Alive at Reading

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"Alive at Reading"
Sladeep-liveatreading.gif
Single by Slade
Released3 October 1980[1]
Format7" single
GenreRock
Length13:14
LabelCheapskate
Producer(s)Slade
Slade singles chronology
"Six of the Best (EP)"
(1980)
"Alive at Reading"
(1980)
"Xmas Ear Bender (EP)"
(1980)

"'Alive at Reading'" is an extended play (EP) by the British rock band Slade, released in 1980. Alive at Reading includes three live tracks recorded at the band's performance at the 1980 Reading Festival. The EP was produced by Slade and reached No. 44 in the UK, remaining in the charts for five weeks.[2] The EP was later included in its entirety on the 2006 Salvo compilation Slade Alive! – The Live Anthology.

Background[edit]

Having returned to the UK from the United States in August 1976, Slade found themselves out-of-favour at the time of the UK's Punk rock explosion. The band's 1977 album Whatever Happened to Slade proved a commercial failure while their tour that spring had shown that they could no longer fill large venues. Slade's waning success soon led to the band playing small gigs after that, including universities and clubs. Despite being successful at filling small venues for their live performances, the band's new records were barely selling. After the commercial failure of the band's 1979 album Return to Base and 1980 EP Six of the Best, the band were on the verge of disbanding.[3] The band's fortunes changed after they were offered a headlining slot at the Reading festival in August 1980, following a late cancellation by Ozzy Osbourne. The band's performance in front of the 65,000-strong crowd was a triumph and the band found themselves back in the public eye. The music press began to take an interest in the band again, while heavy metal followers also began deeming the band 'cool'.[3]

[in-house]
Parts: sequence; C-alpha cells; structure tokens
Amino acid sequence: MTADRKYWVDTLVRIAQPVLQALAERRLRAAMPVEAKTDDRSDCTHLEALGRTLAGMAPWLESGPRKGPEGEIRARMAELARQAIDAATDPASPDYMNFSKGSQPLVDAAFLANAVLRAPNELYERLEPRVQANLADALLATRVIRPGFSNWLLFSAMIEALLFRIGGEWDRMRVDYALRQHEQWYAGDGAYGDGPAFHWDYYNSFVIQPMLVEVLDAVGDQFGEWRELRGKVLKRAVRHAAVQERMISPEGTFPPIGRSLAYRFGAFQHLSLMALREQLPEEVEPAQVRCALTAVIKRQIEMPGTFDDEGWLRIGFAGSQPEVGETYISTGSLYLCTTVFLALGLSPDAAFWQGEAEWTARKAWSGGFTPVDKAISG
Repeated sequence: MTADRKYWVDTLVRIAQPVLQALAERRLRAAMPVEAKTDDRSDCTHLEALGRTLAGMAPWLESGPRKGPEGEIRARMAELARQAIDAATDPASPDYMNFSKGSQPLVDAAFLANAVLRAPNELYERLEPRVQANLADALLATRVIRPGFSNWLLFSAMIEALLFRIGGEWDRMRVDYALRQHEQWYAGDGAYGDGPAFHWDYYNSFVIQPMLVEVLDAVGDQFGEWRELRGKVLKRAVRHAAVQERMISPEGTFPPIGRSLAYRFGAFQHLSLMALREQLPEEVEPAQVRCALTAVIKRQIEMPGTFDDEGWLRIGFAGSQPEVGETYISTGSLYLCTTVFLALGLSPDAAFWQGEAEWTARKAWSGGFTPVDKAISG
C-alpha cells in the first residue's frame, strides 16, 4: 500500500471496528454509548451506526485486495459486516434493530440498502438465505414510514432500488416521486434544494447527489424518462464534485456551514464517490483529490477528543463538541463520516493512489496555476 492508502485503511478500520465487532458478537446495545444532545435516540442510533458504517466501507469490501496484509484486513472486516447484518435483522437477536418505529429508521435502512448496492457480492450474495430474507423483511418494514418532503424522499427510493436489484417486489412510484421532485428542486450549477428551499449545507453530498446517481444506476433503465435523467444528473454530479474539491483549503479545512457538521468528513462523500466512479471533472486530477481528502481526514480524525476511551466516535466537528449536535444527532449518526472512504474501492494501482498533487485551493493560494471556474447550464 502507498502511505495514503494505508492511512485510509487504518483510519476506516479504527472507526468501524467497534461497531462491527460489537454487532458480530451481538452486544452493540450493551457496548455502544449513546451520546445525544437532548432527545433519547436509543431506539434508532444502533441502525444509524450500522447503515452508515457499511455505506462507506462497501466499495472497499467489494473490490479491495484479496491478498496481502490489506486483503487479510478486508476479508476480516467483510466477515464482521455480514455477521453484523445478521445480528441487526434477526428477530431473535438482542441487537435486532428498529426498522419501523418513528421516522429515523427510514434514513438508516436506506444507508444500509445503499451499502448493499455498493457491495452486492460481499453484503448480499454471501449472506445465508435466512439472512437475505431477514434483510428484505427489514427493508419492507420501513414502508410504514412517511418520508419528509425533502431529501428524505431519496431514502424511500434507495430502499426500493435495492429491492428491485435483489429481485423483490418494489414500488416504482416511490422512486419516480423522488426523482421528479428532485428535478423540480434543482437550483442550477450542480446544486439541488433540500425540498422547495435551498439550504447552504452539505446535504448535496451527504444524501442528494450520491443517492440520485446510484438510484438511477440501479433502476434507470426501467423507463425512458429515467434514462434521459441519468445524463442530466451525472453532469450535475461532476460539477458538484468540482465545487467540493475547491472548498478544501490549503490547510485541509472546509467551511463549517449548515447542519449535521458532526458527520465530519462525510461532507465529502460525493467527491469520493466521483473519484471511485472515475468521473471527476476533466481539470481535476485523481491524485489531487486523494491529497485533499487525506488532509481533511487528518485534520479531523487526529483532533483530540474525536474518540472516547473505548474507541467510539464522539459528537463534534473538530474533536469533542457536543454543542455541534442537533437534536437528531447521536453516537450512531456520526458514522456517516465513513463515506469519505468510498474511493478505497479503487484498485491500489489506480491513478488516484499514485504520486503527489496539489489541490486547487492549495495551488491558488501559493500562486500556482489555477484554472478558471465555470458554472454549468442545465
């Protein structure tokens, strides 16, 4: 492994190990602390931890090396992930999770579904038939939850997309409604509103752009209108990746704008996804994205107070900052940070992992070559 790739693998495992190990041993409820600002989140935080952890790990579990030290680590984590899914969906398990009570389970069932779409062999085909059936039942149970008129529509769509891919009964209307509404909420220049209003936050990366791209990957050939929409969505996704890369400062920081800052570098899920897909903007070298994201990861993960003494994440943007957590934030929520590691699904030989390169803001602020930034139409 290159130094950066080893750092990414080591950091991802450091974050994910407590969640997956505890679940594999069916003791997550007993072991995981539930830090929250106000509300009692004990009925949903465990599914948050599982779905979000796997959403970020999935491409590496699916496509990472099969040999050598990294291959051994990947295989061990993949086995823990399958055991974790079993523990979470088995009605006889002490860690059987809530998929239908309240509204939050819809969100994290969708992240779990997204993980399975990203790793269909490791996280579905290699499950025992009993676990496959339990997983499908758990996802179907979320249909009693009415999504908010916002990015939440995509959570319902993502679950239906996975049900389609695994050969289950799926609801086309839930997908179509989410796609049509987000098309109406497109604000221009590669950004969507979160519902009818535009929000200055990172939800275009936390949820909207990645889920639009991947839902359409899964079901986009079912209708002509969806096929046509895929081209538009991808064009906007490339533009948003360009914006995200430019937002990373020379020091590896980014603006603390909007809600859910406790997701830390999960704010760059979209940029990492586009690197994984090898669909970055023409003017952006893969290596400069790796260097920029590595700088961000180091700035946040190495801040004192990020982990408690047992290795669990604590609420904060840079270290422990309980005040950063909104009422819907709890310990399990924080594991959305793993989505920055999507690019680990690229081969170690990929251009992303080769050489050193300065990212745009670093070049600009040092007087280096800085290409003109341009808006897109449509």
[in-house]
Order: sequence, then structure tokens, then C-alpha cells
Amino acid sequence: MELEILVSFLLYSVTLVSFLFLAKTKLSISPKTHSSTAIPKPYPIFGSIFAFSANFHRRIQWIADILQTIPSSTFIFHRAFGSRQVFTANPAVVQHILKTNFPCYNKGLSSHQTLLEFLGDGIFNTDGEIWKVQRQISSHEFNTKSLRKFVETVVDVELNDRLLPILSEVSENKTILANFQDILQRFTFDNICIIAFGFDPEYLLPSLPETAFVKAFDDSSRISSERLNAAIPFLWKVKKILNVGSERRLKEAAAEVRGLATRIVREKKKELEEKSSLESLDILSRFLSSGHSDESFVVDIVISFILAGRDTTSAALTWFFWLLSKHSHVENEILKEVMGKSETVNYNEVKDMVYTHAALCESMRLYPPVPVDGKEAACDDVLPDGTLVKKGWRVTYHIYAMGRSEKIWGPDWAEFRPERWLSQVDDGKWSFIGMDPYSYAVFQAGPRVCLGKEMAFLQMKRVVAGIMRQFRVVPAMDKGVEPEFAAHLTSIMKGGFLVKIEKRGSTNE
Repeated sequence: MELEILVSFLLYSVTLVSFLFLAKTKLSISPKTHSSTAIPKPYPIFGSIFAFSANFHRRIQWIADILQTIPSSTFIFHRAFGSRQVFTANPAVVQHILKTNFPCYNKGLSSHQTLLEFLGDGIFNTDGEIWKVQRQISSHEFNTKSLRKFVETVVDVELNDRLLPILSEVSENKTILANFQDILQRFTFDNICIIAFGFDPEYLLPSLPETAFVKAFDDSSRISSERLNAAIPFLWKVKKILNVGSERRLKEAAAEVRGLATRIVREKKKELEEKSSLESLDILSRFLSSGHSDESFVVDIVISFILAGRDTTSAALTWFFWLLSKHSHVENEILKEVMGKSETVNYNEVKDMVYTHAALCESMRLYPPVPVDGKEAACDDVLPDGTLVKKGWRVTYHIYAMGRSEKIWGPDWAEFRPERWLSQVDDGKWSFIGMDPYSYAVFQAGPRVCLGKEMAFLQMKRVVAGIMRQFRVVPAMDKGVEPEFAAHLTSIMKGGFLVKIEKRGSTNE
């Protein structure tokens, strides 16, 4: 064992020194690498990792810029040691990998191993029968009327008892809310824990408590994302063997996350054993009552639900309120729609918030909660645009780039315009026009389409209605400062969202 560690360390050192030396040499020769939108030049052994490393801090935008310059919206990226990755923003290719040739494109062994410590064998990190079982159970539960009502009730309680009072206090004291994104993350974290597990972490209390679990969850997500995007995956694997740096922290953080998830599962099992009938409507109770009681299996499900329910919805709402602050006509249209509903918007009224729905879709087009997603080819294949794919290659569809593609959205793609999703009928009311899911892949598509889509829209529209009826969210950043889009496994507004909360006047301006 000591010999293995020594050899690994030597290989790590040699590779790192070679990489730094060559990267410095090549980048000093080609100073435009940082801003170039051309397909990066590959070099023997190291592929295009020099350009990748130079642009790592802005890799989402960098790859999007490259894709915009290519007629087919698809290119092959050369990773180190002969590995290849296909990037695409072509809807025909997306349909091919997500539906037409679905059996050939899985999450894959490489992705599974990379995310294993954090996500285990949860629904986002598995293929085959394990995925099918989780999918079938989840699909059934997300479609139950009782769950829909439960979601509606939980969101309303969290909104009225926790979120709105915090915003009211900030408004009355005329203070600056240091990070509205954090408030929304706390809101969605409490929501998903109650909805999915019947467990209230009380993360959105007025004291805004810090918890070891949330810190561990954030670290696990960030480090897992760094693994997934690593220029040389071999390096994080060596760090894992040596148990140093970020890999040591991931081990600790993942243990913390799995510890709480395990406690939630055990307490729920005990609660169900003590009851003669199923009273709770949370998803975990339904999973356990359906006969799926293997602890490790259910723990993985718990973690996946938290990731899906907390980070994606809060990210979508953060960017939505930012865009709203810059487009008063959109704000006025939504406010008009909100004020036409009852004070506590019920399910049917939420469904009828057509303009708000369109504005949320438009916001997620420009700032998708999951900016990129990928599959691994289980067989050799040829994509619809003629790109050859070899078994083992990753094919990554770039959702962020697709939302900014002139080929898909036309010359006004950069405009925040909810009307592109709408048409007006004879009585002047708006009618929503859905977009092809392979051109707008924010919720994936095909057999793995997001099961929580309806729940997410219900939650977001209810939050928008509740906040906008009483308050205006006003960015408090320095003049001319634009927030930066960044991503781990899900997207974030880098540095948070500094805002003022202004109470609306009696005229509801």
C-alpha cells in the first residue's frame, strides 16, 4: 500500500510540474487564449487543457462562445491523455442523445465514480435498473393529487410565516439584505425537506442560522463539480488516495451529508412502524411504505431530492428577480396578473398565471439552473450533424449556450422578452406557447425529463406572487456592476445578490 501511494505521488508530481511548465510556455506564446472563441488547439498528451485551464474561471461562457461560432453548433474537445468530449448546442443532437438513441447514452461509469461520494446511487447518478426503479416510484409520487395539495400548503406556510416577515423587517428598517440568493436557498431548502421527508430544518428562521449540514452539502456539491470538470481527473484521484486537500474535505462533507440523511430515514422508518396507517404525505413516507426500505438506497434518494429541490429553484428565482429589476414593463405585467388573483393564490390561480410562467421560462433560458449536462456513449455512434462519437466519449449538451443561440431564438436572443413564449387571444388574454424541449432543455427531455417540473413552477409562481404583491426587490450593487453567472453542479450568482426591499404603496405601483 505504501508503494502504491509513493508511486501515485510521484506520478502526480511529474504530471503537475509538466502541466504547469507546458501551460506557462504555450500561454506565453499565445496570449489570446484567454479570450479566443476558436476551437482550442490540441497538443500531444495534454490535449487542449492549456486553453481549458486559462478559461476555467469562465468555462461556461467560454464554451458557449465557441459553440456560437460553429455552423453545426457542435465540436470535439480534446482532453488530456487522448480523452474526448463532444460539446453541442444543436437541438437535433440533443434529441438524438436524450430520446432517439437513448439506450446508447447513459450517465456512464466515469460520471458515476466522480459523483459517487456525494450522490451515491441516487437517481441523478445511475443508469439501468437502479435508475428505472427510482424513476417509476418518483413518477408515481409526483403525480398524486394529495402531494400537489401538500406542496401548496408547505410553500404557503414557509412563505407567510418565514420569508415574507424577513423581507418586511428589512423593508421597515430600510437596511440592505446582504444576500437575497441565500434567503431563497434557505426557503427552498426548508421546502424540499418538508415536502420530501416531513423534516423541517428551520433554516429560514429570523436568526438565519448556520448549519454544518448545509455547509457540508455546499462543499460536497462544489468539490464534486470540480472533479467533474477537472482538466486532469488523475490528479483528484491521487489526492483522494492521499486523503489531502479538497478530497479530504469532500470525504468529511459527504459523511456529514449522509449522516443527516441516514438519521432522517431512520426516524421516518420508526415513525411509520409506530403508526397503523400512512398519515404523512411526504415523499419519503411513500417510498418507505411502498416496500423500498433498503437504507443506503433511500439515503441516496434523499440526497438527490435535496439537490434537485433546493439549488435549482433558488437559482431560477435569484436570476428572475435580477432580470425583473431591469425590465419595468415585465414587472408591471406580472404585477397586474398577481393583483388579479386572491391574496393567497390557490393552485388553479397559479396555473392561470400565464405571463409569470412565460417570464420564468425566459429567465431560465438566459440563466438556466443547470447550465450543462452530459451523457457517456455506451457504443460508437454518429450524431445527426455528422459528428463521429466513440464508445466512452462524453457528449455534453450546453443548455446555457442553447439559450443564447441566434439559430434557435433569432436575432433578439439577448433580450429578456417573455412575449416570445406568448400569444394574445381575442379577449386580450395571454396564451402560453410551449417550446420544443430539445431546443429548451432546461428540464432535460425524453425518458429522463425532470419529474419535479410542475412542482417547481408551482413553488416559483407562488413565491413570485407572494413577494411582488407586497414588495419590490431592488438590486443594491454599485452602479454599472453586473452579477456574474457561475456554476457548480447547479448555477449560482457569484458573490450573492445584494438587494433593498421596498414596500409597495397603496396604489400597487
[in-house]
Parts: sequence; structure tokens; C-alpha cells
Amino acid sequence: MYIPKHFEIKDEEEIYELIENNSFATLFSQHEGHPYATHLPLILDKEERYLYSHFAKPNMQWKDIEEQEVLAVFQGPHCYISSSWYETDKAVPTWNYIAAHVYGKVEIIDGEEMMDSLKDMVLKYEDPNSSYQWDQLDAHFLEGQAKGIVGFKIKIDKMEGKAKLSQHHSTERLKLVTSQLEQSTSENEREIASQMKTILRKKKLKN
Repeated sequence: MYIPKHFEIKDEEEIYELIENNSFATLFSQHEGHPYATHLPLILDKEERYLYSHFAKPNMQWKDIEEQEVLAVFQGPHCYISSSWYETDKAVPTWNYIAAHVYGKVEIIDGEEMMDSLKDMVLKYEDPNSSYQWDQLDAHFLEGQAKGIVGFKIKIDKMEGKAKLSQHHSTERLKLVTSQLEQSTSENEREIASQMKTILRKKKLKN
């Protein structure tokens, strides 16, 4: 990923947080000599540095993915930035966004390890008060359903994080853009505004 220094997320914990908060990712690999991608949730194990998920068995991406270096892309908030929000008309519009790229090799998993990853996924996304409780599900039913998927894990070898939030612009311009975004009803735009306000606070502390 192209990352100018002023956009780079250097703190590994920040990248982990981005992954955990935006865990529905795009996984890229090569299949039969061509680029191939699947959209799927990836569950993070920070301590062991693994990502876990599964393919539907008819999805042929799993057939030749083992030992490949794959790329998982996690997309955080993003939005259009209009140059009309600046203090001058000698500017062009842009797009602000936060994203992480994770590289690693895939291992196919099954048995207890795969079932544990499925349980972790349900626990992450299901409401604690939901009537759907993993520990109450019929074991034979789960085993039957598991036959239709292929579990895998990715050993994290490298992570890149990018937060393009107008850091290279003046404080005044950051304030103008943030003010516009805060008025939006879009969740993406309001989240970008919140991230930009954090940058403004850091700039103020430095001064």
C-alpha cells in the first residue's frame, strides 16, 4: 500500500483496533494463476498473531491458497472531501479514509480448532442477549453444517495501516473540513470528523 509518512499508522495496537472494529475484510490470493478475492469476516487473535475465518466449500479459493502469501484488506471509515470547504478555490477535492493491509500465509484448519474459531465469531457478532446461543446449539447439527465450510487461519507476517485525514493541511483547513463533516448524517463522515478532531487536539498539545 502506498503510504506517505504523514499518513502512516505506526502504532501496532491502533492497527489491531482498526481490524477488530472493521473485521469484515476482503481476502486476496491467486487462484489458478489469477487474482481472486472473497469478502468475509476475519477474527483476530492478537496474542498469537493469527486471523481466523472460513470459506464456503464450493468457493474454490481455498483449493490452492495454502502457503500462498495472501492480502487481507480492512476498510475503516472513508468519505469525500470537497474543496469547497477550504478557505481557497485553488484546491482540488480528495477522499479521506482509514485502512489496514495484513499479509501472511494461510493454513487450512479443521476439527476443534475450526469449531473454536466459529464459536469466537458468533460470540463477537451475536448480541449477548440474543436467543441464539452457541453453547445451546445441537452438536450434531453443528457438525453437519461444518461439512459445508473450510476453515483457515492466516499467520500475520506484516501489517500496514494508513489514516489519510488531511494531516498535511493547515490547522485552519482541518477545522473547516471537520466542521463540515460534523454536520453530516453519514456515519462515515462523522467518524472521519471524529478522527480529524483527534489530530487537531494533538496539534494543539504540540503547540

Slade's entire performance at the festival was recorded by BBC and forty-five minutes of their set was soon broadcast on the Friday Rock Show. In order to capitalise on their new-found success, and in response to the many requests made for a Reading-related release, the band decided to release the Alive at Reading EP. A deal was struck between the BBC and the band for use of the tracks. Released in October 1980, the EP reached No. 44 in the UK, giving the band their first chart action since 1977. Both this EP and its November follow-up, Xmas Ear Bender, along with the Polydor compilation Slade Smashes! continued public interest in the band, allowing them time to plan their next steps for 1981. The band would return to the UK Top Ten with "We'll Bring the House Down" in early 1981, while the album of the same name would also be a UK Top 30 success.[2]

Alive at Reading was released on 7" vinyl in the UK only on Cheapskate.[4] The EP featured three songs from the Reading Festival. The first was the band's "When I'm Dancin' I Ain't Fightin'". The second was a cover of Steppenwolf's "Born to Be Wild", while the third was a medley of three tracks; "Somethin' Else, Pistol Packin' Mama, Keep a Rollin'". In the Netherlands, Three of the Best - Alive at Reading was released by WEA. It featured three songs from Six of the Best and all three songs from Alive at Reading.[5][4]

In a 1980 fan club interview, lead vocalist Noddy Holder spoke of the EP: